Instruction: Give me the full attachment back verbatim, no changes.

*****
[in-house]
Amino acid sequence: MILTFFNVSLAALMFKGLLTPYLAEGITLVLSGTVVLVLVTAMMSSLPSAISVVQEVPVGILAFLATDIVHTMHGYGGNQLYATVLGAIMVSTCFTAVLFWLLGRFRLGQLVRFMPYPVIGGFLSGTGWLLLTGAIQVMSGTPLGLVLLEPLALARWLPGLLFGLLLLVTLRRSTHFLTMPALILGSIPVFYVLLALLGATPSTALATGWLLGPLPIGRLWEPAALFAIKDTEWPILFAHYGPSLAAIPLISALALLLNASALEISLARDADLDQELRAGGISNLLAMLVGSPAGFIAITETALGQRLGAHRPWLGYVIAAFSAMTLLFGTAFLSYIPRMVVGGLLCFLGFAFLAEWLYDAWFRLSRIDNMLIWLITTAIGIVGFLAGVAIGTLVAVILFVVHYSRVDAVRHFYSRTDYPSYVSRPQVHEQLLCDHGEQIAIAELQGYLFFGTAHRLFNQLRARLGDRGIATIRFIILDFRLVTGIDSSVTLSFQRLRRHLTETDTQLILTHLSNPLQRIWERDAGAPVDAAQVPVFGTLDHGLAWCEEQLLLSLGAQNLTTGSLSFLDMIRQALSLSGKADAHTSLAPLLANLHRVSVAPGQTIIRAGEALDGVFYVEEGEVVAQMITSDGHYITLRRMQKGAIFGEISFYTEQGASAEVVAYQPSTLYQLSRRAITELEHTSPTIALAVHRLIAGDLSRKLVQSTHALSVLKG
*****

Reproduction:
[in-house]
Amino acid sequence: MILTFFNVSLAALMFKGLLTPYLAEGITLVLSGTVVLVLVTAMMSSLPSAISVVQEVPVGILAFLATDIVHTMHGYGGNQLYATVLGAIMVSTCFTAVLFWLLGRFRLGQLVRFMPYPVIGGFLSGTGWLLLTGAIQVMSGTPLGLVLLEPLALARWLPGLLFGLLLLVTLRRSTHFLTMPALILGSIPVFYVLLALLGATPSTALATGWLLGPLPIGRLWEPAALFAIKDTEWPILFAHYGPSLAAIPLISALALLLNASALEISLARDADLDQELRAGGISNLLAMLVGSPAGFIAITETALGQRLGAHRPWLGYVIAAFSAMTLLFGTAFLSYIPRMVVGGLLCFLGFAFLAEWLYDAWFRLSRIDNMLIWLITTAIGIVGFLAGVAIGTLVAVILFVVHYSRVDAVRHFYSRTDYPSYVSRPQVHEQLLCDHGEQIAIAELQGYLFFGTAHRLFNQLRARLGDRGIATIRFIILDFRLVTGIDSSVTLSFQRLRRHLTETDTQLILTHLSNPLQRIWERDAGAPVDAAQVPVFGTLDHGLAWCEEQLLLSLGAQNLTTGSLSFLDMIRQALSLSGKADAHTSLAPLLANLHRVSVAPGQTIIRAGEALDGVFYVEEGEVVAQMITSDGHYITLRRMQKGAIFGEISFYTEQGASAEVVAYQPSTLYQLSRRAITELEHTSPTIALAVHRLIAGDLSRKLVQSTHALSVLKG